Walter Bagehot (1873) published his famous book, Lombard Street, almost 150 years ago. The adage “lending freely against good collateral at a penalty rate” is associated with his name and his book has always been set on a pedestal and is still considered as the leading reference on the role of lender of last resort. Nonetheless, without a clear understanding of the theoretical grounds and the institutional features of the British banking system, any interpretation of Bagehot’s writings remains vague if not misleading—which is worrisome if they are supposed to provide a guideline for policymakers. The purpose of the present paper is to determine whether Bagehot’s recommendation remains relevant for modern central bankers or whether it was indigenous to the monetary and banking architecture of Victorian times.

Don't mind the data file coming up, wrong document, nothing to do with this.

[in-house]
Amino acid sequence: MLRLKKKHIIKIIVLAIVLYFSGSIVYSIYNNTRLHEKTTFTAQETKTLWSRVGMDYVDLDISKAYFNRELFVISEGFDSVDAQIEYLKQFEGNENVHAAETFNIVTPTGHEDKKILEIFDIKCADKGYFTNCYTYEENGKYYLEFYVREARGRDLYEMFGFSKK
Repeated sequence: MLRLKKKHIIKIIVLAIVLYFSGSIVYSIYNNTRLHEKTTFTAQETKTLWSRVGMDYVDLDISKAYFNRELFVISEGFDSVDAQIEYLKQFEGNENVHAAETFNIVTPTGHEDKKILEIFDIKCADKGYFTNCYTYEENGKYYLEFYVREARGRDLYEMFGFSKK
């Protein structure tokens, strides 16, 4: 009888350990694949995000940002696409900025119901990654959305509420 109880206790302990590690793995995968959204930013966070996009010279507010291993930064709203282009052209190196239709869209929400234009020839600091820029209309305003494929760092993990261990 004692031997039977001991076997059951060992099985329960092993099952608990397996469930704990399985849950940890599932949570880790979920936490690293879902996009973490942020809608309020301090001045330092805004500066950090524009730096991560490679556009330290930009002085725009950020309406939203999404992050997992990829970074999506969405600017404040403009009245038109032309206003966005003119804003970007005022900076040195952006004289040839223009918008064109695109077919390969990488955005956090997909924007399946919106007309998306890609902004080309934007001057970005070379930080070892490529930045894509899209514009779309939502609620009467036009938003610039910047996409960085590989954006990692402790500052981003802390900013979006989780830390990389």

Working Paper Series ByDownload
- Wp 147 Le Maux Bagehot For Central Bankers (pdf, 669.17 KB)